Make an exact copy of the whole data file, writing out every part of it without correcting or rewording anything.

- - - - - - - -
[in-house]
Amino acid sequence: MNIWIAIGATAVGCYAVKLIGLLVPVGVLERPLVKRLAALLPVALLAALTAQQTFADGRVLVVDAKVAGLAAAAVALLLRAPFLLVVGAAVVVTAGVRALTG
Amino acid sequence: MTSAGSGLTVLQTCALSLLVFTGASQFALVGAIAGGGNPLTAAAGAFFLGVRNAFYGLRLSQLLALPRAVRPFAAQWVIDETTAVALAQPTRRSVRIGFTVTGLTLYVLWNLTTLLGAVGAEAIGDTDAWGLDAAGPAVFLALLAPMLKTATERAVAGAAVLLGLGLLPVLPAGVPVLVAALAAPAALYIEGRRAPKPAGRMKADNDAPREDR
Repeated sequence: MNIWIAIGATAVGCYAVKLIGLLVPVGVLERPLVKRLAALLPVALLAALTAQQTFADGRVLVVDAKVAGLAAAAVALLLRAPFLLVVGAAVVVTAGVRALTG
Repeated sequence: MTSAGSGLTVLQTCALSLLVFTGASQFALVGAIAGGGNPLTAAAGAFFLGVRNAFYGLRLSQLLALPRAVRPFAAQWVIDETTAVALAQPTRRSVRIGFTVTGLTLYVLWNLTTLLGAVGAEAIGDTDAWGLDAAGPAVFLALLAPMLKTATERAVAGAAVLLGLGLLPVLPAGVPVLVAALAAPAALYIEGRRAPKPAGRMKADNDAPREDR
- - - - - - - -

[in-house]
Amino acid sequence: MNIWIAIGATAVGCYAVKLIGLLVPVGVLERPLVKRLAALLPVALLAALTAQQTFADGRVLVVDAKVAGLAAAAVALLLRAPFLLVVGAAVVVTAGVRALTG
Amino acid sequence: MTSAGSGLTVLQTCALSLLVFTGASQFALVGAIAGGGNPLTAAAGAFFLGVRNAFYGLRLSQLLALPRAVRPFAAQWVIDETTAVALAQPTRRSVRIGFTVTGLTLYVLWNLTTLLGAVGAEAIGDTDAWGLDAAGPAVFLALLAPMLKTATERAVAGAAVLLGLGLLPVLPAGVPVLVAALAAPAALYIEGRRAPKPAGRMKADNDAPREDR
Repeated sequence: MNIWIAIGATAVGCYAVKLIGLLVPVGVLERPLVKRLAALLPVALLAALTAQQTFADGRVLVVDAKVAGLAAAAVALLLRAPFLLVVGAAVVVTAGVRALTG
Repeated sequence: MTSAGSGLTVLQTCALSLLVFTGASQFALVGAIAGGGNPLTAAAGAFFLGVRNAFYGLRLSQLLALPRAVRPFAAQWVIDETTAVALAQPTRRSVRIGFTVTGLTLYVLWNLTTLLGAVGAEAIGDTDAWGLDAAGPAVFLALLAPMLKTATERAVAGAAVLLGLGLLPVLPAGVPVLVAALAAPAALYIEGRRAPKPAGRMKADNDAPREDR